Peter Brotzmann - alto / tenor sax, tarogato, bflat-clarinet
Masahiko Satoh - piano
Takeo Moriyama - drums
Not Two 2012
The concert happened a year ago and it was one of the finest points of 2011 Autumn Jazz Festival. In fact it was one of the finest concerts of that year. Brotzmann, celebrating his 70th birthday, fresh out of the Wels Unlimited festival, brought to Krakow Masihiko Satoh (born 1941) and Takeo Moriyama (born 1945) from Japan. Marek Winiarski from Not Two, who introduced the trio, had said the the band's performance was the best one of the Wels Festival, and it was a promise the groups has mantained (more about the concert in itself in that old post).
The concert stormed and hurricaned with energy that would shamed legions of youngster's punk rock units. The music hits you right in the eyes. No prisoners allowed. And this energy transferred well onto the recording, while a more balanced and transparent sound reveals more subtle hues of the music.
The title track begins the cd with a 26 minutes long heroic battle. Then comes the "Ice Spears" whic for me is the centerpiece of the performance. It leaves more space for the unspoken, wandering first on the edge of harmonic quirkiness of piano chords, then moving into a beautfiull, soft and lyrical ballad is played on tenor. A surprising, almost relaxing moment of peacefullness that doesn't last too long as the sax timbre becomes heavy with vibrato, distortions, squeaks, squeals and furious cry. And the tension is built, and the speed is gathered till the music pierces the sky and no one is left standing.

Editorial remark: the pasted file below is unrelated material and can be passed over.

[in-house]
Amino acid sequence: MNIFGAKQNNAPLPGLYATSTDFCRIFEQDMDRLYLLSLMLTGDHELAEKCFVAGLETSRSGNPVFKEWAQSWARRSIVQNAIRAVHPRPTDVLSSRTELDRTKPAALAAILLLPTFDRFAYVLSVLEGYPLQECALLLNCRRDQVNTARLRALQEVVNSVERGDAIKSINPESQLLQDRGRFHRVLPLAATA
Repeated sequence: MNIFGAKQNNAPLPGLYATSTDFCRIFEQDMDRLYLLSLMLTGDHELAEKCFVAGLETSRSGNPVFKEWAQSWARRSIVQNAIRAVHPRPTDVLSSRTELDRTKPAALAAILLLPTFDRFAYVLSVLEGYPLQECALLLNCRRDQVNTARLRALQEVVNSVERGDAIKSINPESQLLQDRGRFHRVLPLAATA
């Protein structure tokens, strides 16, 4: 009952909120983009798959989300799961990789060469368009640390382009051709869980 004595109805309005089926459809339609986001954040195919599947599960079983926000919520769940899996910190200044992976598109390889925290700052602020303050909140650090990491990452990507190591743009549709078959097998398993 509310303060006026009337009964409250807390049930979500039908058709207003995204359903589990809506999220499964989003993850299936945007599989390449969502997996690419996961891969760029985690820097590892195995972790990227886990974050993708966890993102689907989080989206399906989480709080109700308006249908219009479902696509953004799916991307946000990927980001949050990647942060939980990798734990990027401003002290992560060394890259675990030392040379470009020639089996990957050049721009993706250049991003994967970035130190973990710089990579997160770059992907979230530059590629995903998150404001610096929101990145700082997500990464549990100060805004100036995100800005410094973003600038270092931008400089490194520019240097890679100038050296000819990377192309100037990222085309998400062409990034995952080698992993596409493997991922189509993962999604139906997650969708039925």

Which only marks the middle of the half-hour long odyssey. And from the ruins they've left they try to build a new order. And the universal cycle may continue. This one track is worth the price of the cd. Once you've listened to it, you may fell like you've witnessed the rise and fall of at least two civilizations. More than that, not just witnessed, but experienced it. Brotzmann's music is as physical and direct and primal that it's as much a "real" experience one can have.
Two shorter tracks remain just to, firstly, pick up and crash what's left of your resistence ("Autumn Drizzle") and, secondly, calm your senses leaving just the darkness and silence around ("Frozen Whistle") disturbed only by the recorded applause.
At the age of 70 and having played music for almost a half of century, Brotzmann remains one of the heavyweights of the improvised music scene. And his music has not yet lost any of its uncomprimising, vital character. So, truth be told, you should know well what to expect. If you're in a mood for a bit of katharsis, this music is for you.
some tracks are available on this playlist.
a short fragment of the concert in Wels: